Revisiting the Educational Value of Museums

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Kendall, Maaß and PagelRevisiting the Educational Value of Museums – Connecting to audiences invites readers to take a step back and reconsider the topic of education in museums. Museums have been educational places since their inception, however, the increasingly prominent role museums are playing in society means that education no longer equals to conveying content or information about the collection.

A look at the developments of the field of education in museums, particularly with regard to a wide diversification of audiences is given through examples from countries with different educational traditions, among them from the Czech Republic, the Nordic and Baltic countries, Poland and Portugal. They show that education in museums is often intertwined with activities which aim to achieve inclusion, intercultural dialogue, public engagement, participation, community empowerment, or to stimulate creativity and support innovation.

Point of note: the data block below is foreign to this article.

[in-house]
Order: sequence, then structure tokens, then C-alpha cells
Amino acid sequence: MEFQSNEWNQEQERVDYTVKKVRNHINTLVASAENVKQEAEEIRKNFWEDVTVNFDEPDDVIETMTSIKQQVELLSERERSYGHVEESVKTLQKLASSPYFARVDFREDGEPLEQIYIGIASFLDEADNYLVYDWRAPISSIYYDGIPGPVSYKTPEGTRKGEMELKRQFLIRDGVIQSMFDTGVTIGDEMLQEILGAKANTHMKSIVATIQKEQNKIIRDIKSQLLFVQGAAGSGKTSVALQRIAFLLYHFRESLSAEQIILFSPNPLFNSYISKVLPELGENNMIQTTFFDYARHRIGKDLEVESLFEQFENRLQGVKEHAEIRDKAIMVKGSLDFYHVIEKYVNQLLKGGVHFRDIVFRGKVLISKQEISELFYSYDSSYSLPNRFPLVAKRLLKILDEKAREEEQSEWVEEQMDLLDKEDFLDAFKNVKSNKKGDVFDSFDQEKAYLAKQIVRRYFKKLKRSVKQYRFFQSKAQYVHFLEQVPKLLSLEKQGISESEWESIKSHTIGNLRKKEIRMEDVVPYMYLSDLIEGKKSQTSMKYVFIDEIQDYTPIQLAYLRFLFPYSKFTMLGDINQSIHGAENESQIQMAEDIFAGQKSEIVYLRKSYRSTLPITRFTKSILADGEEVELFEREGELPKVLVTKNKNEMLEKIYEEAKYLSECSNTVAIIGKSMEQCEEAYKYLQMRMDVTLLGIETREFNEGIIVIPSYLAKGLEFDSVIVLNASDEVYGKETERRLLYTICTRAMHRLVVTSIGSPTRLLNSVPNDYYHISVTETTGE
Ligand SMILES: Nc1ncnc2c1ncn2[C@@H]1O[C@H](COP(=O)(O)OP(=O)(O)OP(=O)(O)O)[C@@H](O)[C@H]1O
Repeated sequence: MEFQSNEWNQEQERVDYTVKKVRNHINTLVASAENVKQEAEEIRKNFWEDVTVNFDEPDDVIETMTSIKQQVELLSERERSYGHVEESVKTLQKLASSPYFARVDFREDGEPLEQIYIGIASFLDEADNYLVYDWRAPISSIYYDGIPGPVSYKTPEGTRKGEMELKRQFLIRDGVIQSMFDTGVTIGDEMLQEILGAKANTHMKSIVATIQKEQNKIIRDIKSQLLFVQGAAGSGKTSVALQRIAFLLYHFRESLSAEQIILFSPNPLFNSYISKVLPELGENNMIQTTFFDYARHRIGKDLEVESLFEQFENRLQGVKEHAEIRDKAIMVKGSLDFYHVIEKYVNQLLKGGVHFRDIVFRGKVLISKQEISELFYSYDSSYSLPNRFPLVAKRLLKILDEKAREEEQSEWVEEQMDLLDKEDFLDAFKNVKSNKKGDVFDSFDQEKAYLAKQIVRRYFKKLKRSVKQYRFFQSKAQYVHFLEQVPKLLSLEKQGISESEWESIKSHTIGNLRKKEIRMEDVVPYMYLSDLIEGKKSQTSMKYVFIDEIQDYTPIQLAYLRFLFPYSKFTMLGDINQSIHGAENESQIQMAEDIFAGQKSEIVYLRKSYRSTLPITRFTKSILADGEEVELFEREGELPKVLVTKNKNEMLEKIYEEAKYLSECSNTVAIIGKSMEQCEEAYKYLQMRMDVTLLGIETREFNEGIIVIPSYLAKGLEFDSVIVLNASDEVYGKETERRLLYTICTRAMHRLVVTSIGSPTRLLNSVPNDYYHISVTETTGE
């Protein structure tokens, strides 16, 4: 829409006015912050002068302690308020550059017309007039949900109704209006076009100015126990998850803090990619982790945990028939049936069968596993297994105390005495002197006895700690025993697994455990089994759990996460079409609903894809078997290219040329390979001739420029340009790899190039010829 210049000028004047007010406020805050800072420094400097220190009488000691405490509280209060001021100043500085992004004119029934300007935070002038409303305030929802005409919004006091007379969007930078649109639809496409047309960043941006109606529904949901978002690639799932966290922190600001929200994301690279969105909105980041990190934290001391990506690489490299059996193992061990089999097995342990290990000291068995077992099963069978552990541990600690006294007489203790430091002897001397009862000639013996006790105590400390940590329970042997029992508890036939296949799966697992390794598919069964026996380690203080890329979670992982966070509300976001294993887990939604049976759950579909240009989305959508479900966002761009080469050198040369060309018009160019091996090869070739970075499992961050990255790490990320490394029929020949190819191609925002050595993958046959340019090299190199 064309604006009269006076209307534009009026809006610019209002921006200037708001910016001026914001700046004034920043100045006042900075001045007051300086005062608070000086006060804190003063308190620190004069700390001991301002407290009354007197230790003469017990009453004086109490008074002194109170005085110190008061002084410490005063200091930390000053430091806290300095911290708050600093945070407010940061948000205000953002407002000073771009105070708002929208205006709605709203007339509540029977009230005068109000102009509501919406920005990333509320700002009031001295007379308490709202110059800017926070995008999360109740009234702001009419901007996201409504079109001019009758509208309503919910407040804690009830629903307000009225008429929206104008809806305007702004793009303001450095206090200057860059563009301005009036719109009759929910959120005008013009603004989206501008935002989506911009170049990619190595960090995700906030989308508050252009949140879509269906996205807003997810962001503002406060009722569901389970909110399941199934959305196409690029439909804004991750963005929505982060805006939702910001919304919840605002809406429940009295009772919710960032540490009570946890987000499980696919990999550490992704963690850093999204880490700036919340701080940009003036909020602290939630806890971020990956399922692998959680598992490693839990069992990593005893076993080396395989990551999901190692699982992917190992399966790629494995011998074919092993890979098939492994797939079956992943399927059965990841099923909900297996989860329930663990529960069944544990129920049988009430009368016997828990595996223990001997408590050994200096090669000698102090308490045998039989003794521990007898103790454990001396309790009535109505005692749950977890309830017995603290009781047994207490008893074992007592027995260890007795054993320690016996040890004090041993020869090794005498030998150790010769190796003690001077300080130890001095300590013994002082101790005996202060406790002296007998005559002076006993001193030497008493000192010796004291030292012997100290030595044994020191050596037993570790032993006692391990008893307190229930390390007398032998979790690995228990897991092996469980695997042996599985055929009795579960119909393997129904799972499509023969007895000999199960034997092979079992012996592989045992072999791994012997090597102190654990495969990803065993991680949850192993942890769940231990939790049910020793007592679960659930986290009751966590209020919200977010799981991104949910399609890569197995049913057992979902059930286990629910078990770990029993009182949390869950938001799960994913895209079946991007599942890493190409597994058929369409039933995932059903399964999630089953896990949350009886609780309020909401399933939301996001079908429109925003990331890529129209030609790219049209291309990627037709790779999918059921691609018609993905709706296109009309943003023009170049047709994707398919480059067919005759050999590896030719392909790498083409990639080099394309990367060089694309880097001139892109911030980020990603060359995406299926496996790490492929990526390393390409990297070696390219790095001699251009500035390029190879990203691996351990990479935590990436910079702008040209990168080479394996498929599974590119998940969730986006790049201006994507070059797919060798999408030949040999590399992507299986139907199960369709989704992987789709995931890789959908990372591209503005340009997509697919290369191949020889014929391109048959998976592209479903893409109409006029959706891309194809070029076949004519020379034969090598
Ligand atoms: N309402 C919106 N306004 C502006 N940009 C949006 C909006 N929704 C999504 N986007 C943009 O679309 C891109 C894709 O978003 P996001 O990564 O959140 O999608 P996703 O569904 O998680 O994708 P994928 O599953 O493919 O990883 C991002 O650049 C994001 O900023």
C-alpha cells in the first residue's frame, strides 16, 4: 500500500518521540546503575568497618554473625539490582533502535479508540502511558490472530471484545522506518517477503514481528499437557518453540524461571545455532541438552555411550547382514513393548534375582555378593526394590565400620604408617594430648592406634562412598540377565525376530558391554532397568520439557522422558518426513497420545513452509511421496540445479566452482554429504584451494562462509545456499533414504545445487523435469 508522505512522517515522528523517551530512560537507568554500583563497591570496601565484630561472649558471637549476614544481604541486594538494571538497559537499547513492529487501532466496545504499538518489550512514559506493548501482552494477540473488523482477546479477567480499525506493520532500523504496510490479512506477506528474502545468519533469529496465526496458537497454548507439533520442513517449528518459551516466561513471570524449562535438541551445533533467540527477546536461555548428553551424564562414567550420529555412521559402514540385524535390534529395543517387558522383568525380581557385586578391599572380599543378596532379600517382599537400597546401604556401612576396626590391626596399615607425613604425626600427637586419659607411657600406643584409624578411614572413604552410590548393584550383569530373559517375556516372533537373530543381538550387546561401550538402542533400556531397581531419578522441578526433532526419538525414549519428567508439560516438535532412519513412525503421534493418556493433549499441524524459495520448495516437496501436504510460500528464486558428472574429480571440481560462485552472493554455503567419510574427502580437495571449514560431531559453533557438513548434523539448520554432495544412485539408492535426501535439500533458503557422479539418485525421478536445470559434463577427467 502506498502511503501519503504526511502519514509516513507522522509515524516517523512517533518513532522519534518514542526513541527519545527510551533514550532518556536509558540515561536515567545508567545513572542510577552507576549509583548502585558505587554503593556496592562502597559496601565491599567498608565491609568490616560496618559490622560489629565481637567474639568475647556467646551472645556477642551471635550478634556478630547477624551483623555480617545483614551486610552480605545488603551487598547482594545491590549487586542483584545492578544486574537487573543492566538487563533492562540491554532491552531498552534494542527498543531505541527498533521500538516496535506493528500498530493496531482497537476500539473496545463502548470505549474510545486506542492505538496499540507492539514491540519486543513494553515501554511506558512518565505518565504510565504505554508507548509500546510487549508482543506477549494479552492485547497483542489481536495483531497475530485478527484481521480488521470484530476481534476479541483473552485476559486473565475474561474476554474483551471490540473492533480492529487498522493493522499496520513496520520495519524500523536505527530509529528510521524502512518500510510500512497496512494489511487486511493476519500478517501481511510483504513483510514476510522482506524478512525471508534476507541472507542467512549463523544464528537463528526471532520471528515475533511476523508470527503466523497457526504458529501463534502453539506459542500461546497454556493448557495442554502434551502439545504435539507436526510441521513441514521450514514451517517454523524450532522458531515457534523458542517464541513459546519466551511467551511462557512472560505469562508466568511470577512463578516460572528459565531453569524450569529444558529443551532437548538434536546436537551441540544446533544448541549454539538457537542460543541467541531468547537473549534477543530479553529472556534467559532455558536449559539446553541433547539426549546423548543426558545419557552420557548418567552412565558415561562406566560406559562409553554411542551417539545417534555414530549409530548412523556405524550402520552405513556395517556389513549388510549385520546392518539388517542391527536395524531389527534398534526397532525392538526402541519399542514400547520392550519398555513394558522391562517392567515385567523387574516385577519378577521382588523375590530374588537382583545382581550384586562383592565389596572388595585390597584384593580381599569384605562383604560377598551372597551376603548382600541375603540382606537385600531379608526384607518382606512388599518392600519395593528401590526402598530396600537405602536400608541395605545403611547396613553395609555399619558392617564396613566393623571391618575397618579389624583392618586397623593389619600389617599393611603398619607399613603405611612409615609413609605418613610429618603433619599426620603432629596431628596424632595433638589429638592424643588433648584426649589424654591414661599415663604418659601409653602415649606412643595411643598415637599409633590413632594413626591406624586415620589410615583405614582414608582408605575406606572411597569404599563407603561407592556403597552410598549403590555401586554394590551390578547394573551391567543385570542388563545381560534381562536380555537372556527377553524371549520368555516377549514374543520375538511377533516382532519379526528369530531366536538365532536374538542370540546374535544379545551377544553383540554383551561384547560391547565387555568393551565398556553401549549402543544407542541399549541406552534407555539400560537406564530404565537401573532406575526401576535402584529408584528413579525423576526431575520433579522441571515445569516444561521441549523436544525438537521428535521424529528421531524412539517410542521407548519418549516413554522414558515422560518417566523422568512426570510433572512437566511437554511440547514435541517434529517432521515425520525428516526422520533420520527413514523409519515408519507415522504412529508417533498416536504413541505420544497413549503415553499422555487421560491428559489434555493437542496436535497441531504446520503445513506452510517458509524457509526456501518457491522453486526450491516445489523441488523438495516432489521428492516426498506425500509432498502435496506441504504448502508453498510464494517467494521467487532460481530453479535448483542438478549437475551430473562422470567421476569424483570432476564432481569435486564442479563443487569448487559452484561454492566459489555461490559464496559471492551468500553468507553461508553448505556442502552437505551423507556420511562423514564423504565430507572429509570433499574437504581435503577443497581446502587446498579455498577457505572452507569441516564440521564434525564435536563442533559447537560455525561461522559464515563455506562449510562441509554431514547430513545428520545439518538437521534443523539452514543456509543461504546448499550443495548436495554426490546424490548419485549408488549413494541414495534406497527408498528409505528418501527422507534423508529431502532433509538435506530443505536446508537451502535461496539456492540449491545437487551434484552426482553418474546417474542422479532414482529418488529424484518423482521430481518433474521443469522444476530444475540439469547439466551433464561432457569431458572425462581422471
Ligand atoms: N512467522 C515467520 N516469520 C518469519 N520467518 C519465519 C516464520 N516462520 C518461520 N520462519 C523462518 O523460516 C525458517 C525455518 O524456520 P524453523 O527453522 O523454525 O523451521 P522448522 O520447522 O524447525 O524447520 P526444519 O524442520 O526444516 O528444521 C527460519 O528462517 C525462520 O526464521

Perspectives of colleagues from museum networks beyond Europe extend the views and emphasise the common thread of a social dimension included in educational programmes. This, along with an increased emphasis on visitor and learner-centred approaches and a wide diversification of audiences, confirms the great potential and the crucial role museums as learning environments can play to form more responsible citizens and contribute to a more inclusive and informed society (publisher’s presentation).

* Geraldine Kendall, Mareen Maaß and Julia Pagel (eds.), Revisiting the Educational Value of Museums – Connecting to audiences, Network of European Museum Organisations, 2016.